The Czech Republic’s Věra Jourová, responsible for Justice, Consumers and Gender Equality in the outgoing European Commission, is likely to return to Brussels in a new role and with a higher status. If her candidacy is approved by MEPs in the coming weeks, Jourová will become this country’s first Vice President as of November, and likely split the “rule-of-law” portfolio with the next EU Commissioner for Justice.
President-elect Ursula von der Leyen presented her picks on Tuesday to head the next European Commission – the first ever to be led by a woman and the most balanced in the bloc’s history in terms of gender.
While the Czech government had been gunning for a “strong economic or trade portfolio”, Věra Jourová says her new Values and Transparency portfolio is also a key one – and that the Vice Presidency was the real prize Prague had its eyes on. In the role, she will have a “horizontal reach”, as she put it in an exclusive interview with Czech Radio, able to influence issues virtually across the board.
Ms Jourová did acknowledge some surprise about the nature of her portfolio and the division of duties. But she rejected charges by Czech opposition politician Petr Fiala of the Civic Democrats, among others, that the Values and Transparency portfolio was a “weak” one and that real power on “rule-of-law” issues would rest with the Belgian nominee for the Justice post, Didier Reynders.
“The negotiations went well. We have the post of Vice-President. I do not want to get into Czech politics, but I was surprised that a political scientist such as Mr Fiala – and I apologize for getting a bit personal – would say that a portfolio which aims to promote democratic values, human rights and transparency is ‘weak’. These are core European values, and I want to strengthen them.”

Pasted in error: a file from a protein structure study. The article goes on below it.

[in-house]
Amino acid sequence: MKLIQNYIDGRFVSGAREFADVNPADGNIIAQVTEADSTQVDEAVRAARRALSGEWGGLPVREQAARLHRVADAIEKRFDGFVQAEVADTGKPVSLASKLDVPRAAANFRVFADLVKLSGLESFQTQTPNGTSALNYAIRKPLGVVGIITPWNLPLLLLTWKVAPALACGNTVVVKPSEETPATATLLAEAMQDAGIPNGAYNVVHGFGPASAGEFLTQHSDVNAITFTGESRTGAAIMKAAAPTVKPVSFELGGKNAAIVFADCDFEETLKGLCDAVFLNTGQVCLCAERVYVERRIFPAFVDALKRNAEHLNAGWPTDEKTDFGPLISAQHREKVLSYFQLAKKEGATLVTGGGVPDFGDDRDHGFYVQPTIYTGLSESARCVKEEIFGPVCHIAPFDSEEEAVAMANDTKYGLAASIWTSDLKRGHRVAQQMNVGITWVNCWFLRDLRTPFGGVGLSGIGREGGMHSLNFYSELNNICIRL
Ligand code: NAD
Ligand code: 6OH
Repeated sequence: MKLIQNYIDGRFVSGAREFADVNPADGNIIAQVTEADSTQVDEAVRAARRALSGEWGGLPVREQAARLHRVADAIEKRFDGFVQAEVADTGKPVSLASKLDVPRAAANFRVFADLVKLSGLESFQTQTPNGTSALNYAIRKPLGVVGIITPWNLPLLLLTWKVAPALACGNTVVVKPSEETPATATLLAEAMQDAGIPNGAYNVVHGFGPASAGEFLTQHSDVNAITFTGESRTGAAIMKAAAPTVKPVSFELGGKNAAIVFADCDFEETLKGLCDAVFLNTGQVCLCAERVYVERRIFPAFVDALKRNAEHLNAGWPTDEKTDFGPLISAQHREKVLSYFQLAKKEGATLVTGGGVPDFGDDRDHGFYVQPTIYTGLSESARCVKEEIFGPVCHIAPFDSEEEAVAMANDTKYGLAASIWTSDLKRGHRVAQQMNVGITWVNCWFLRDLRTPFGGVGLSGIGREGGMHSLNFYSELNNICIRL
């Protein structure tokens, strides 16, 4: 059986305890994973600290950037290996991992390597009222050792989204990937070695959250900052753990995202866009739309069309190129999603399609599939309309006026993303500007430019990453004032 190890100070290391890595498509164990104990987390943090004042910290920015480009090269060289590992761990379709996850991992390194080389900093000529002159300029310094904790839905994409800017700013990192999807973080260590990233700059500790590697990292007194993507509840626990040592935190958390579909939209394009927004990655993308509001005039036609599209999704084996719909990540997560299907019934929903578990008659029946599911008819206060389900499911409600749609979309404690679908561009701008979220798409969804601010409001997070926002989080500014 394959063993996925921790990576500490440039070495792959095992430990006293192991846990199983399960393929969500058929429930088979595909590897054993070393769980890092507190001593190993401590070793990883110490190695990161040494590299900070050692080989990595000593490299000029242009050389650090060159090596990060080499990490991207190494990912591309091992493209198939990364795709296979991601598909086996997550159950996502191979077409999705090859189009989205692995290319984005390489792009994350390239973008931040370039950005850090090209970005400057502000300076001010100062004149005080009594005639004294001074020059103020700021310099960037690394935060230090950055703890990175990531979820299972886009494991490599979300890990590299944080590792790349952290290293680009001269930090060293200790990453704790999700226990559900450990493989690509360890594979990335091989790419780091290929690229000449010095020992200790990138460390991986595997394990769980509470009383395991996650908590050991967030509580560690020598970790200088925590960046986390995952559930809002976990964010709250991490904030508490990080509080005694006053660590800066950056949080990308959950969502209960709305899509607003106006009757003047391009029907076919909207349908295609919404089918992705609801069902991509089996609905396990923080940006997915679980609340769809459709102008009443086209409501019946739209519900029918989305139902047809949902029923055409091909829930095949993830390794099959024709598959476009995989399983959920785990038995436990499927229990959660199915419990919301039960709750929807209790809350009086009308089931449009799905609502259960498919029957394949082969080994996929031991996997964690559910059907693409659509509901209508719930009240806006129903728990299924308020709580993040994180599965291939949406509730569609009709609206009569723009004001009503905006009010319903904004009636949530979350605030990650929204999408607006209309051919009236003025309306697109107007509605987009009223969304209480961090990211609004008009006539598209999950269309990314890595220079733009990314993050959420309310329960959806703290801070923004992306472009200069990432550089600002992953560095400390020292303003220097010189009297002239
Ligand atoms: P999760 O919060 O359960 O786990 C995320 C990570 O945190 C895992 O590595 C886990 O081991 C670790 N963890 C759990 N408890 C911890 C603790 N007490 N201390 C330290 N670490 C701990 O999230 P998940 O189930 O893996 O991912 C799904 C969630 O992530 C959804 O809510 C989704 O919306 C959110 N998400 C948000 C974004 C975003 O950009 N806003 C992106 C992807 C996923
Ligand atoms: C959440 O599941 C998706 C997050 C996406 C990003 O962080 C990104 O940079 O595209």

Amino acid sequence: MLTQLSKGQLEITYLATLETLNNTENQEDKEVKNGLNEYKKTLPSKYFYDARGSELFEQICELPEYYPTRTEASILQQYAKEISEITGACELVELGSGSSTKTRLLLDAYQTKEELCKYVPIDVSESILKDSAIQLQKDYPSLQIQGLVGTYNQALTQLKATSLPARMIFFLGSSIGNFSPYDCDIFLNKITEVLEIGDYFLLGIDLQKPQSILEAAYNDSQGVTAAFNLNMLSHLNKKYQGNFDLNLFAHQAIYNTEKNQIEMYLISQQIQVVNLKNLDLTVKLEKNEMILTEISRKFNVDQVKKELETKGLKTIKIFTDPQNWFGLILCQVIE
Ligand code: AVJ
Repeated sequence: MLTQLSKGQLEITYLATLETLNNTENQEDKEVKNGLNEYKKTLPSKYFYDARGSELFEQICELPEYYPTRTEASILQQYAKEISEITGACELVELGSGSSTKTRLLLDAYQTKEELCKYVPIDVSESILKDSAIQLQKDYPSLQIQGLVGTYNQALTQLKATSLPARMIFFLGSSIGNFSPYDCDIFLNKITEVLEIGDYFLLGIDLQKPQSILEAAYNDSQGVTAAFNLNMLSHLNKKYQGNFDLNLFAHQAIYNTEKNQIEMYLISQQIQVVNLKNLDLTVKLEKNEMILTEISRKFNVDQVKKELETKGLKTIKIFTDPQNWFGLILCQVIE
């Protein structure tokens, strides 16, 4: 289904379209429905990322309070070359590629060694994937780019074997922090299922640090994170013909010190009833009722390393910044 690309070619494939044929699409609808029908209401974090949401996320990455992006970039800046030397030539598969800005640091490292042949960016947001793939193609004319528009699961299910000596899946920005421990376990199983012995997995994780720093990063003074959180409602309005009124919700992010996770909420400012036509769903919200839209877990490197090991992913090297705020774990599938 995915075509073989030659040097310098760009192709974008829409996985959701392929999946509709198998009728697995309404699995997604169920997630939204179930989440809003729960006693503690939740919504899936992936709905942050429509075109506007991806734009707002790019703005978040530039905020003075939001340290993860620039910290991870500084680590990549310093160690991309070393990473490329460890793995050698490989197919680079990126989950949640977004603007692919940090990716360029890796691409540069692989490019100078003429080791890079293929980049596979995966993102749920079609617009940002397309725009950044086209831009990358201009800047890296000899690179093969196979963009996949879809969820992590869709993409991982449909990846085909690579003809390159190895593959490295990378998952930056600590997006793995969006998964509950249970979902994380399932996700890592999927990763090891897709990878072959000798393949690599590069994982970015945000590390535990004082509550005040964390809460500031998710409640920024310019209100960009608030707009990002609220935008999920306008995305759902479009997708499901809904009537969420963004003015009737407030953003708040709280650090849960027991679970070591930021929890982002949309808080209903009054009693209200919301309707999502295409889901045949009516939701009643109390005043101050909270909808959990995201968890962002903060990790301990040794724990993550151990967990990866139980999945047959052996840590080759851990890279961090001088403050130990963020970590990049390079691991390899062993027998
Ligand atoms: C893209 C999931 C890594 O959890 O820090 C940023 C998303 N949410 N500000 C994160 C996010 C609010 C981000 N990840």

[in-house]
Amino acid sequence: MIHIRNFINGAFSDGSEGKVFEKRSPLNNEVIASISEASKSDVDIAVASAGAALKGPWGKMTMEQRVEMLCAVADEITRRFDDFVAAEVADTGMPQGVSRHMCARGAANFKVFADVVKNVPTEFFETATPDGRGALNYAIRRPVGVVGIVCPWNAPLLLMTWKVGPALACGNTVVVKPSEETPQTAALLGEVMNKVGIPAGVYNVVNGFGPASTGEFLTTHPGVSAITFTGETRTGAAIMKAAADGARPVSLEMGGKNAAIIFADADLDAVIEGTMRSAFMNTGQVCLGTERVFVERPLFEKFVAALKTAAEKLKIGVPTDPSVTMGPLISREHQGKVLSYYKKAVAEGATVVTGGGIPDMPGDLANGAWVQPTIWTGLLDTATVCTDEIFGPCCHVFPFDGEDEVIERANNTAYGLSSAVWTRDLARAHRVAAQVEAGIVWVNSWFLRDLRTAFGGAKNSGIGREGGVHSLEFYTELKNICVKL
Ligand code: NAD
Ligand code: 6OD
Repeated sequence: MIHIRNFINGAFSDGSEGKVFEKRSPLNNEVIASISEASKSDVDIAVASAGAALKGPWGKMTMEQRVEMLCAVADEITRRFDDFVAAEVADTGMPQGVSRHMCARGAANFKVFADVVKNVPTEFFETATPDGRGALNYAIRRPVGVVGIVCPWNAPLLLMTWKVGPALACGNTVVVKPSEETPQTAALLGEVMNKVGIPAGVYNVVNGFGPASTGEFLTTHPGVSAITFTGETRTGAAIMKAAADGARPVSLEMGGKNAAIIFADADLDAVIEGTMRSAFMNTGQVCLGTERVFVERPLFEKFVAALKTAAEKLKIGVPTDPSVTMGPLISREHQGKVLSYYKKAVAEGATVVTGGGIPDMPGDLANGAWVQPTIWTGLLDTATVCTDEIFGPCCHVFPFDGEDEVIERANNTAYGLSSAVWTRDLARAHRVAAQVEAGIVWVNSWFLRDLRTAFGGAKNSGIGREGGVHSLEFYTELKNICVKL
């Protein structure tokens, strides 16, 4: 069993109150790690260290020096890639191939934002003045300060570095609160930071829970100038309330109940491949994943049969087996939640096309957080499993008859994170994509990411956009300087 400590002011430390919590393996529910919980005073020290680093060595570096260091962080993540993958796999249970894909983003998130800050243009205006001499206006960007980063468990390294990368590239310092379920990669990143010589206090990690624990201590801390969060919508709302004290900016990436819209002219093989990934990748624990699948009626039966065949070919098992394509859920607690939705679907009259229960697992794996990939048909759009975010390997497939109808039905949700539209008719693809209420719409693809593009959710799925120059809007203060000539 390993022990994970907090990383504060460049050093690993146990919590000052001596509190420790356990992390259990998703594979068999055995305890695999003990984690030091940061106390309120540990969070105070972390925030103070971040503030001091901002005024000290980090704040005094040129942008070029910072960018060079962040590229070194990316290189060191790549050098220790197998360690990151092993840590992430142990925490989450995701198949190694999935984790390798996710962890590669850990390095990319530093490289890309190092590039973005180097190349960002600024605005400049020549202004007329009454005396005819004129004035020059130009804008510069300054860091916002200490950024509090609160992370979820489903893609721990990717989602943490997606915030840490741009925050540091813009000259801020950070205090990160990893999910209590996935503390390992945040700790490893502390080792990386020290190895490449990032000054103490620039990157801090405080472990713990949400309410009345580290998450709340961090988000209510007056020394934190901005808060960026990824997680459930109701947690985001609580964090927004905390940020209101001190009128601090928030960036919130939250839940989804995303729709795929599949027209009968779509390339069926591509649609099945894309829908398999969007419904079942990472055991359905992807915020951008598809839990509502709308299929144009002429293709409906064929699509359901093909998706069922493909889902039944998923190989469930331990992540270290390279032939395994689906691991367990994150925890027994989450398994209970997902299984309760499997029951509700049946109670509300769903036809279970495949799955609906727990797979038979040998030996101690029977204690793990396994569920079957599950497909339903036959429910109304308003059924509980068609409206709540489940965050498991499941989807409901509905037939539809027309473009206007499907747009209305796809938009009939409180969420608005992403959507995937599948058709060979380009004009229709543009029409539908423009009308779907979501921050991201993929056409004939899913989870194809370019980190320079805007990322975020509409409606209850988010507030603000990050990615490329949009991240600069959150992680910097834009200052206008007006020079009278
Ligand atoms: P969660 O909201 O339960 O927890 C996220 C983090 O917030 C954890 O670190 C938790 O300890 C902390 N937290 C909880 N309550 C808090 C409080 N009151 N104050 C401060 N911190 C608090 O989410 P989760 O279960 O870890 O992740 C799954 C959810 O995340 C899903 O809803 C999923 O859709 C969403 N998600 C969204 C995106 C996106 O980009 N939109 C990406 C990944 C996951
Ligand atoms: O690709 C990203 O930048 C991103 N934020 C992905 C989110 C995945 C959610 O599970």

Ms Jourová is a member of the ANO party of Czech Prime Minister Andrej Babiš, who has been accused of orchestrating an EU subsidy fraud a decade ago and is being investigated by Brussels over a possible conflict of interest regarding subsidies: As head of government, in theory Mr Babiš could take decisions to benefit the business conglomerate he placed in a trust but allegedly remain sole beneficiary of. There are concerns he has also tried to thwart the rule of law in the Czech Republic, by appointing a Justice Minister not inclined to investigate his business dealings.
Asked by Czech Radio about the optics of Ms Jourová being tapped to share the rule-of-law portfolio while her prime minister was under suspicion of EU subsidy fraud and illiberal tendencies, she had this to say:
“I was satisfied with the answer given by the President-elect [Ursula von der Leyen], who said that she had no doubt that I have the expertise, experience and insight to do the job … and that she also chose me as a person who has shown unwavering impartiality.”
The EU can suspend certain rights of a member state identified as persistently breaching the bloc’s founding values, under what are known as Article 7 procedures. Both Poland and Hungary are now under these procedures, over rule of law issues in Warsaw’s case and the targeting of civil society actors in Budapest’s.
Asked whether her candidacy was aimed at sending the Visegrad Four region a message, Ms Jourová said she looked forward to implementing the President-elect’s goal to have annual rule-of-law evaluations for all EU member states, and to compare them using “the same yardstick”, without fear of favour.
“I think that the fact Ms. von der Leyen gave me the portfolio is a great honour not only for me, but for the whole Czech Republic. It is an acknowledgment of the Masaryk and Havel traditions. It is a tremendous responsibility and I am truly honoured.”
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